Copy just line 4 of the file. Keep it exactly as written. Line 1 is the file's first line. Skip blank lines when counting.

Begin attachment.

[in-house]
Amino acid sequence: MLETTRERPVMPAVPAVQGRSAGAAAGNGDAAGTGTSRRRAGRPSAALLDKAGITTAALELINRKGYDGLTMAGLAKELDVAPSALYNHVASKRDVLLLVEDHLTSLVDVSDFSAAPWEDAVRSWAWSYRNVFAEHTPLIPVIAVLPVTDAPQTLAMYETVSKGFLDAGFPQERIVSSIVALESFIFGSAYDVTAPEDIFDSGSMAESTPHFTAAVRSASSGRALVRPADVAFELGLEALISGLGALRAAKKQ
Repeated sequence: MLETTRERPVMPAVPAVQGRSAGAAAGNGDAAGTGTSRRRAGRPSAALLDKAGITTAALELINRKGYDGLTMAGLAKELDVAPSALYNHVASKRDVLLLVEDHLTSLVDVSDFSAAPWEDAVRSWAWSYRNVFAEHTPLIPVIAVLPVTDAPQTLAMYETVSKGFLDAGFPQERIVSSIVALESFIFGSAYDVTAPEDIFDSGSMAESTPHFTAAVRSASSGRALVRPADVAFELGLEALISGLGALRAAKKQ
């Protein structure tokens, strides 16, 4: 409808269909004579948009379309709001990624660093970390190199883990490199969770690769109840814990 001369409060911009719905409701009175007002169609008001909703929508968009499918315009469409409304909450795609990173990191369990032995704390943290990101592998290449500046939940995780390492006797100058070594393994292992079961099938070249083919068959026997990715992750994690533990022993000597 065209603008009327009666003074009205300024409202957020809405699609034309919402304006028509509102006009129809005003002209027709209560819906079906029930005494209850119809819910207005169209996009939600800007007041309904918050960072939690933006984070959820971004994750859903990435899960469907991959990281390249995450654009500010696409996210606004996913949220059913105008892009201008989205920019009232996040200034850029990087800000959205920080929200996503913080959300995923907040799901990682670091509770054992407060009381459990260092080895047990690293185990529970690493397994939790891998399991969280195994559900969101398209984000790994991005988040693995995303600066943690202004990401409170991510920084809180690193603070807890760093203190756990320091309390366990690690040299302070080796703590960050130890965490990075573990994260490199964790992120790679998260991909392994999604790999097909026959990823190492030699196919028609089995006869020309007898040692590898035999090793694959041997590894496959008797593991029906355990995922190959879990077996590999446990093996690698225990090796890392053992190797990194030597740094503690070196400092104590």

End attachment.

């Protein structure tokens, strides 16, 4: 409808269909004579948009379309709001990624660093970390190199883990490199969770690769109840814990 001369409060911009719905409701009175007002169609008001909703929508968009499918315009469409409304909450795609990173990191369990032995704390943290990101592998290449500046939940995780390492006797100058070594393994292992079961099938070249083919068959026997990715992750994690533990022993000597 065209603008009327009666003074009205300024409202957020809405699609034309919402304006028509509102006009129809005003002209027709209560819906079906029930005494209850119809819910207005169209996009939600800007007041309904918050960072939690933006984070959820971004994750859903990435899960469907991959990281390249995450654009500010696409996210606004996913949220059913105008892009201008989205920019009232996040200034850029990087800000959205920080929200996503913080959300995923907040799901990682670091509770054992407060009381459990260092080895047990690293185990529970690493397994939790891998399991969280195994559900969101398209984000790994991005988040693995995303600066943690202004990401409170991510920084809180690193603070807890760093203190756990320091309390366990690690040299302070080796703590960050130890965490990075573990994260490199964790992120790679998260991909392994999604790999097909026959990823190492030699196919028609089995006869020309007898040692590898035999090793694959041997590894496959008797593991029906355990995922190959879990077996590999446990093996690698225990090796890392053992190797990194030597740094503690070196400092104590």